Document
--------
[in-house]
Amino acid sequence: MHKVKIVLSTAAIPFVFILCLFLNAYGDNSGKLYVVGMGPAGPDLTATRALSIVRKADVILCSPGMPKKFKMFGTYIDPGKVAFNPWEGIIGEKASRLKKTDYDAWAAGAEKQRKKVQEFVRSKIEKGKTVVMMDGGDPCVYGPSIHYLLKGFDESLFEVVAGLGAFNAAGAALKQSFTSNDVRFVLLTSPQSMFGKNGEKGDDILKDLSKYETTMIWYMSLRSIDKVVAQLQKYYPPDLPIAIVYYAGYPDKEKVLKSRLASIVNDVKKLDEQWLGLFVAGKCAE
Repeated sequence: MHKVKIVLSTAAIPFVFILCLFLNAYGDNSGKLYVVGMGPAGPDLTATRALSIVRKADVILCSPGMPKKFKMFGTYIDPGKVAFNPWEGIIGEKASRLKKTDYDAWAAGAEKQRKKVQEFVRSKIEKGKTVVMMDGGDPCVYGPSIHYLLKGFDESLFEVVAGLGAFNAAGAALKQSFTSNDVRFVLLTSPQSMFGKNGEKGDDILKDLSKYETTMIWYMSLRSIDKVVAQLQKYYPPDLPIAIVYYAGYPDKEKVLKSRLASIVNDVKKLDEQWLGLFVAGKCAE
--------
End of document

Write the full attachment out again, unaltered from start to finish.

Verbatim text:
[in-house]
Amino acid sequence: MHKVKIVLSTAAIPFVFILCLFLNAYGDNSGKLYVVGMGPAGPDLTATRALSIVRKADVILCSPGMPKKFKMFGTYIDPGKVAFNPWEGIIGEKASRLKKTDYDAWAAGAEKQRKKVQEFVRSKIEKGKTVVMMDGGDPCVYGPSIHYLLKGFDESLFEVVAGLGAFNAAGAALKQSFTSNDVRFVLLTSPQSMFGKNGEKGDDILKDLSKYETTMIWYMSLRSIDKVVAQLQKYYPPDLPIAIVYYAGYPDKEKVLKSRLASIVNDVKKLDEQWLGLFVAGKCAE
Repeated sequence: MHKVKIVLSTAAIPFVFILCLFLNAYGDNSGKLYVVGMGPAGPDLTATRALSIVRKADVILCSPGMPKKFKMFGTYIDPGKVAFNPWEGIIGEKASRLKKTDYDAWAAGAEKQRKKVQEFVRSKIEKGKTVVMMDGGDPCVYGPSIHYLLKGFDESLFEVVAGLGAFNAAGAALKQSFTSNDVRFVLLTSPQSMFGKNGEKGDDILKDLSKYETTMIWYMSLRSIDKVVAQLQKYYPPDLPIAIVYYAGYPDKEKVLKSRLASIVNDVKKLDEQWLGLFVAGKCAE